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The sound of silence

A verse in one of the most popular songs of the 20th century goes like this:

And in the naked light I saw
Ten thousand people, maybe more.
People talking without speaking,
People hearing without listening,
People writing songs that voices never share
And no one dared
Disturb the sound of silence.

You’ll know the song and the chances are that you are singing it inside your head right now. It’s a song about the inability of people to communicate with each other and when I heard it on the radio recently it reminded me how important it is to be a really good listener.

What did you say?

Do you find yourself getting frustrated because people around you aren’t listening, or you seem to be repeating everything you say over and over and over again.

The interesting point, is that this situation is not too dissimilar to many conversations we have with managers in organisations we work with everyday. So much so that we created an “Active Listening” module to cover just that.

It is not uncommon for us to hear managers talk about their struggle to get their manager to actively listen and hear what they are saying or asking for, rather than always talk instructions and direct at them. We also hear their frustration when they describe how team members  just don’t “listen” to each other.  They simply glaze over and seem disinterested and the team is ineffective.

Listening is an under estimated part of communication.  When you carefully listen to others, you impress them in ways that talking can never accomplish.  You are letting the person know you care and appreciate what they have to say.  How often do you hear someone say, “You are listening to me too intently.  You are valuing what I say too much.”  I haven’t heard of many managers with this complaint and I doubt that you have.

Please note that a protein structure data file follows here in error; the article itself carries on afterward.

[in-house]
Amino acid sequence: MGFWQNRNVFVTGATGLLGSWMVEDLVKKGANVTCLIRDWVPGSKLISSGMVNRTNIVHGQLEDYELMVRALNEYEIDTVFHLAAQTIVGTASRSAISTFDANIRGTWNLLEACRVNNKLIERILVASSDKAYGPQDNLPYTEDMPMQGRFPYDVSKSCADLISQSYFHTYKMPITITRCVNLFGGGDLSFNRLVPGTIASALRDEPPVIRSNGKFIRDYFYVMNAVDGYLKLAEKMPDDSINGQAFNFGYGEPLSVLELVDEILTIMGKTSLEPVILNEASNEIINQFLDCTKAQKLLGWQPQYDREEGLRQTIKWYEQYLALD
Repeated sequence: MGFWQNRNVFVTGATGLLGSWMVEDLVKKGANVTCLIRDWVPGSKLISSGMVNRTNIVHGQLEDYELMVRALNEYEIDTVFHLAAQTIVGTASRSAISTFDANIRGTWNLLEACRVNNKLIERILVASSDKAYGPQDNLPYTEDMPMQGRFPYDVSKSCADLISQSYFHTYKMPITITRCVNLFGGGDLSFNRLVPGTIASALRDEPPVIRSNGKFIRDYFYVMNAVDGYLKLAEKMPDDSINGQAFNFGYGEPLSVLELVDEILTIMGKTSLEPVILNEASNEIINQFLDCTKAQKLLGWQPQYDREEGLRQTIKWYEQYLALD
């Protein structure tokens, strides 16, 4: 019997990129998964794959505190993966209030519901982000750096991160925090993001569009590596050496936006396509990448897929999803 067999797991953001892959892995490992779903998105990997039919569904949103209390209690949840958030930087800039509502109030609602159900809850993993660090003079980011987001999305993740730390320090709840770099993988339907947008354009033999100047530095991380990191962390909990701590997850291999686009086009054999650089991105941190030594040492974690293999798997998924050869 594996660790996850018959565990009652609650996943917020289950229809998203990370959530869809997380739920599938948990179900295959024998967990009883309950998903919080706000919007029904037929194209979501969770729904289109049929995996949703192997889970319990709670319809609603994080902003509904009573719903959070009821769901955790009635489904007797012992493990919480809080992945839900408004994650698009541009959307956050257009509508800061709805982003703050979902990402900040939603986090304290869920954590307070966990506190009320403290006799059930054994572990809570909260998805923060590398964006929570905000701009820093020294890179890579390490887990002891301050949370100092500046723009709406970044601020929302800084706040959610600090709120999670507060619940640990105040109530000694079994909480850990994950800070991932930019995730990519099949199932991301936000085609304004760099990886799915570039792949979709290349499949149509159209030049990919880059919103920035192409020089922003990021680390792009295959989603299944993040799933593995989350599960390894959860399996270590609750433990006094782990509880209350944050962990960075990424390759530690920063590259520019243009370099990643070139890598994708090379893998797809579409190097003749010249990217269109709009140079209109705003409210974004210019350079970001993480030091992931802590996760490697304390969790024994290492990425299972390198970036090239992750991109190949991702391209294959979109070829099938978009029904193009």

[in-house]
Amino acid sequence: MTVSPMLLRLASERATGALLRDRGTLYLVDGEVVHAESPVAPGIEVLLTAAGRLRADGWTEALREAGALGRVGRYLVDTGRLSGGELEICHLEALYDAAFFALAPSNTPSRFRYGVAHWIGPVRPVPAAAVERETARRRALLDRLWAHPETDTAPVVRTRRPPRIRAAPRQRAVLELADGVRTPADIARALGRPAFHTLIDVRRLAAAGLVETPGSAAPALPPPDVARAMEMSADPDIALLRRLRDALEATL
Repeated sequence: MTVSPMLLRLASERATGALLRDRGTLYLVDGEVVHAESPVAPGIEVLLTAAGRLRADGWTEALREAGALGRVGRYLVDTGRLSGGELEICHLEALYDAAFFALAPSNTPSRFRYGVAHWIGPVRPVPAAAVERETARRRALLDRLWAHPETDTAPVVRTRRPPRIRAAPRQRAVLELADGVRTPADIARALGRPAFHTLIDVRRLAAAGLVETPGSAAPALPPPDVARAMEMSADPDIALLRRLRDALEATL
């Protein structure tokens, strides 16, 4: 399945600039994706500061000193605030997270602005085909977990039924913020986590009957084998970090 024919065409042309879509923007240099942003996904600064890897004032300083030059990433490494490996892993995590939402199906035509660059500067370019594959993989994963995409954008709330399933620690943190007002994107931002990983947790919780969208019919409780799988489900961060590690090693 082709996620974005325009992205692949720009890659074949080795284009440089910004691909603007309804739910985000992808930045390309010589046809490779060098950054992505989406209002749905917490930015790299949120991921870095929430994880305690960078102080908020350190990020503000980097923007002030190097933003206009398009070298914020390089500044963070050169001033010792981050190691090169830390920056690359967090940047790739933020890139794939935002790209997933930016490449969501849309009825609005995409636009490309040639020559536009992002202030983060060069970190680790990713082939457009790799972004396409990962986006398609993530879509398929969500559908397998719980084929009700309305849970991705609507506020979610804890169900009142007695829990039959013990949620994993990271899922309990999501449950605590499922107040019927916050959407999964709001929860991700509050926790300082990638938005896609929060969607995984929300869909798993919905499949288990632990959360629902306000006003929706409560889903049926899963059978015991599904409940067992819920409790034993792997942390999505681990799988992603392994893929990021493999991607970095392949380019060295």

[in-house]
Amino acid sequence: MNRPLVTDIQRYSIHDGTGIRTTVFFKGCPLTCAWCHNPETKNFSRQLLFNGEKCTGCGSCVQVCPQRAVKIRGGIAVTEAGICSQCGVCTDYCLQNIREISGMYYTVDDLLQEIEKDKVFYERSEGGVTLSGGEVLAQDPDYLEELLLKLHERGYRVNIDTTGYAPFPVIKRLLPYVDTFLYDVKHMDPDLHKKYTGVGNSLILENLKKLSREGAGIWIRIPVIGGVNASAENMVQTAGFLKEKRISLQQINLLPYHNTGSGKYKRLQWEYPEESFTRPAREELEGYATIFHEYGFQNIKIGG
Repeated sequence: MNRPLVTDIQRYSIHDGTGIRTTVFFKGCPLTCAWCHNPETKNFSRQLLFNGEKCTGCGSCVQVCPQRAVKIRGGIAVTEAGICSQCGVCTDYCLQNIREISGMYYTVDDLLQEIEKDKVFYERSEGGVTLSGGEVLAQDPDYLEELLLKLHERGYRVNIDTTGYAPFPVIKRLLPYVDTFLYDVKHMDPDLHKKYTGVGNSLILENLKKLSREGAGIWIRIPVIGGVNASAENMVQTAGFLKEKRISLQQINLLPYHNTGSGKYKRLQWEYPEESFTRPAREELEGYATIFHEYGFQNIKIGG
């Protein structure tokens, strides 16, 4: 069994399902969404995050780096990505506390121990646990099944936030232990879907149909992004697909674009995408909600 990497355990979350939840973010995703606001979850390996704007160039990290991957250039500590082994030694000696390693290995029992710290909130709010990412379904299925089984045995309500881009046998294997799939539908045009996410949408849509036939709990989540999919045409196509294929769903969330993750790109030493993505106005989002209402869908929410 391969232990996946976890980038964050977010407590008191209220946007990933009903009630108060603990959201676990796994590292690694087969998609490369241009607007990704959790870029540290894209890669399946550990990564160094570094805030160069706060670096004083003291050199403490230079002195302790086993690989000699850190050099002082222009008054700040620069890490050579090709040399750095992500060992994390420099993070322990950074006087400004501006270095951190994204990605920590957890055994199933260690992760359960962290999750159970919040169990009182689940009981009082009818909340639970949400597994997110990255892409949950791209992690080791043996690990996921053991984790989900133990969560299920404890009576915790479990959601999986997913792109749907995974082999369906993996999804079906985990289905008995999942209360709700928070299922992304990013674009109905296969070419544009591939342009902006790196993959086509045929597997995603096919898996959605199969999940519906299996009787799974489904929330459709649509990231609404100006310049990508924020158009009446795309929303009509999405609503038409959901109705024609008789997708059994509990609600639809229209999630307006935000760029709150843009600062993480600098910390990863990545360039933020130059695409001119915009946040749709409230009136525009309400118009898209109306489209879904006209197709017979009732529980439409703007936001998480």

One of the best ways to begin to improve your listening skills is to have a better understanding of some of the most common behaviours you demonstrate when not listening effectively. Here are a couple of examples of the most common blockers we hear about.


Where you are the great problem solver.  You only have to hear a few sentences before you begin searching for the right advice that you feel you must share immediately.  However, while you are coming up with the suggestions and convincing someone to just try it, you are missing what is most important.


Where you negatively label people , which can be extremely limiting.  If you prejudge somebody as incompetent or uninformed, you don’t pay much attention to what that person is saying.  A basic rule of listening is that judgments should only be made after you have heard and evaluated the content of the message.

The key to becoming an effective listener is to be aware of your blockers and when and why you use them. As with any new skill, the first step to improvement is to have a good understanding of what you can do or stop doing in order to get better.  The second step is often the most difficult and that is the requirement that you practice the skill over and over.  Listening is no different but the effort will be worth it because being an effective listener is the most fundamental and powerful communication tool of all.


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